It’s an amazing thing: no one would be surprised if a canary would fall off its perch because nobody fed it. But although you feed your pets from inertia when it comes to plants, gardeners can even be amazed when you ask them this key question: “Have you fertilized? If so, when, with what and how much fertilizer did you use? “
From time to time you hear the following sentence: “It’s in my garden, so there’s no fertilizer!” But in this ostentatious praise about successful growth of fruit and vegetables there is something illogical. If something is big, certainly it needs a large amount of nutrients. A sufficient quantity of the right ingredients is required for plants to form valuable content. For this reason, it is important to fertilize each part of the garden differently!
Is the used fertilizer irrelevant?
No, it is not. Each fertilizer use, whether it be compost, manure or bone dust has a particular effect on soil composition. And each fertilizer works differently depending on the composition. Finally, nutritional needs of plants are different: fat-grass has different needs than shrubs, which has different needs than tomatoes.
In addition to a number of trace elements such as copper, sulfur, magnesium and the like, all plants require four main nutrients: nitrogen, the driving force of the main part of the proteins and increase in the chlorophyll equally; Magnesium also key element of chlorophyll; phosphorus, in particular to encourage flowering; and potassium to strengthen tissue and fruit ripening.
Various types of plants require different amounts of these nutrients; for information on which plants consume more and which less, read the tips below.
What about organic fertilizers?
The answer to the following question is very interesting: “Is organic fertilizer better than the artificial one?” Again the answer is: it depends! According to the information we have today about plants, the plant itself is not interested if it receives nitrogen, phosphorus, potassium, etc. from an organic fertilizer or artificial. It can absorb fertilizer in a certain chemical formula that should be in the roots; otherwise, you cannot do anything. Whether or not receive organic fertilizer nutrients absorbed by the plant are not processed according to their origin, but according to plant needs.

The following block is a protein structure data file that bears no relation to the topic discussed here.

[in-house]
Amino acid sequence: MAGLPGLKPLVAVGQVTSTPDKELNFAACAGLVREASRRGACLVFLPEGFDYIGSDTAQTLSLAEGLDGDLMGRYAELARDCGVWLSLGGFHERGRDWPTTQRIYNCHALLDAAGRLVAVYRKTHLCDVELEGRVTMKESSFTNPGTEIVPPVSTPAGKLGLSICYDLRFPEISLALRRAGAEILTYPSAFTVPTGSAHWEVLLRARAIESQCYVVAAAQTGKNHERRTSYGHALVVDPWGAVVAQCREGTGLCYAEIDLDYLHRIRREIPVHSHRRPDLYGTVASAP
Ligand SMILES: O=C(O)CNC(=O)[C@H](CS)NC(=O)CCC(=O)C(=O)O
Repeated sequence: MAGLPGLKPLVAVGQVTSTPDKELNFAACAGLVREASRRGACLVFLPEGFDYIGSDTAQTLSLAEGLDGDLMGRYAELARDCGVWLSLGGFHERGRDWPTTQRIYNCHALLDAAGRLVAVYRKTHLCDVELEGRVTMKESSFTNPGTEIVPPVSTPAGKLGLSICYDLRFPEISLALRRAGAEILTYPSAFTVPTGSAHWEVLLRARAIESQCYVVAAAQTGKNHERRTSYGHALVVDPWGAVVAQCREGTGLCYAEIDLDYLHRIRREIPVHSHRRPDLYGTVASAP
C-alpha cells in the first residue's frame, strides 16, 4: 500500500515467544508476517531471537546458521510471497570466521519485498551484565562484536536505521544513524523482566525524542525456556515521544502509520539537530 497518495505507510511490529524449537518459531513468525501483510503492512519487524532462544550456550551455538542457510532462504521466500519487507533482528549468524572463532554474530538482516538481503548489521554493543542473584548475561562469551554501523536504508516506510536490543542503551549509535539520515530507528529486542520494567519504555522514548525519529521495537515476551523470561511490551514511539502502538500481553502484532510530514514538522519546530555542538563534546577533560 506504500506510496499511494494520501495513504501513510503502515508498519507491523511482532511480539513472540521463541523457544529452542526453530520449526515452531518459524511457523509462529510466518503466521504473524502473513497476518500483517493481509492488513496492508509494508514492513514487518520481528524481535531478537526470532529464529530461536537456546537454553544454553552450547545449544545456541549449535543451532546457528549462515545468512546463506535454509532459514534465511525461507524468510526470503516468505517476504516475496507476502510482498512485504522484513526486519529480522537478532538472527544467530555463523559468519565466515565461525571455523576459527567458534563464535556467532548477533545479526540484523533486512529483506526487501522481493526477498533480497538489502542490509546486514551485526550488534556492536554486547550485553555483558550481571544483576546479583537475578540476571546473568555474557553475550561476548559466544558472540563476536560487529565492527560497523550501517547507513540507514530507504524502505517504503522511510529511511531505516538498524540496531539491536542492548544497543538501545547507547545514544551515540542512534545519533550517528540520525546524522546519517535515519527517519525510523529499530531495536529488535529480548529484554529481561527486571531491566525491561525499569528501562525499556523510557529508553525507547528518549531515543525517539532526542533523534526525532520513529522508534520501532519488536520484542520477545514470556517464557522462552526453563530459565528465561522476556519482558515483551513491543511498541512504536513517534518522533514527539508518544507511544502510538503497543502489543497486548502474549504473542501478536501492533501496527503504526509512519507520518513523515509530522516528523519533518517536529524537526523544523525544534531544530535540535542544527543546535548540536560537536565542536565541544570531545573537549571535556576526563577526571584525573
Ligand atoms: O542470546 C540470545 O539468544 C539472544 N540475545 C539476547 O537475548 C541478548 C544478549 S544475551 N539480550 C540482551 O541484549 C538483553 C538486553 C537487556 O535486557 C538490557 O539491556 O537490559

The only benefit of organic fertilizer is that usually is best for soil due to small creatures that live in it. In an extreme scenario, only people using mineral fertilizers in the long run will ruin the garden soil, because it does not provide fertilizer and humus nutrients and waste required for the land and the creatures that live in it. When using organic fertilizer, remember that it takes at least three to four weeks, depending on weather, to scatter the ground so that the plants can absorb nutrients. So to feed a plant in April, you must apply organic fertilizer (such as bone dust or compost) in March! Mineral fertilization is especially useful when you want to give the plant a lot of nutrients relatively quickly. There is a third way: Organic-mineral fertilizers mixed with organic base and mineral supplements.
About adding elements: usually, garden soils have too much phosphate, while the nitrogen is almost always in limited supply. So you shouldn’t always use a fertilizer in the mixture. If you add more fertilizer, nutrient levels may be too high (and more is helpful, but not too much!). It is advisable to fertilize according to your needs, instead of using the same formula no matter what. For example, if the soil already has enough phosphate, use a fertilizer with nitrogen / potash instead of a mixture of nitrogen / phosphorus / potash. How can you find out? Every two years, take a sample of garden soil and check the level of fertilization. That means you always know what the current situation is and, in addition, you compensate the cost of soil testing with the savings made with fertilization. The two have similar costs. However, this method provides better care of your garden soil. In addition protects groundwater since excess fertilizer does not reach the water.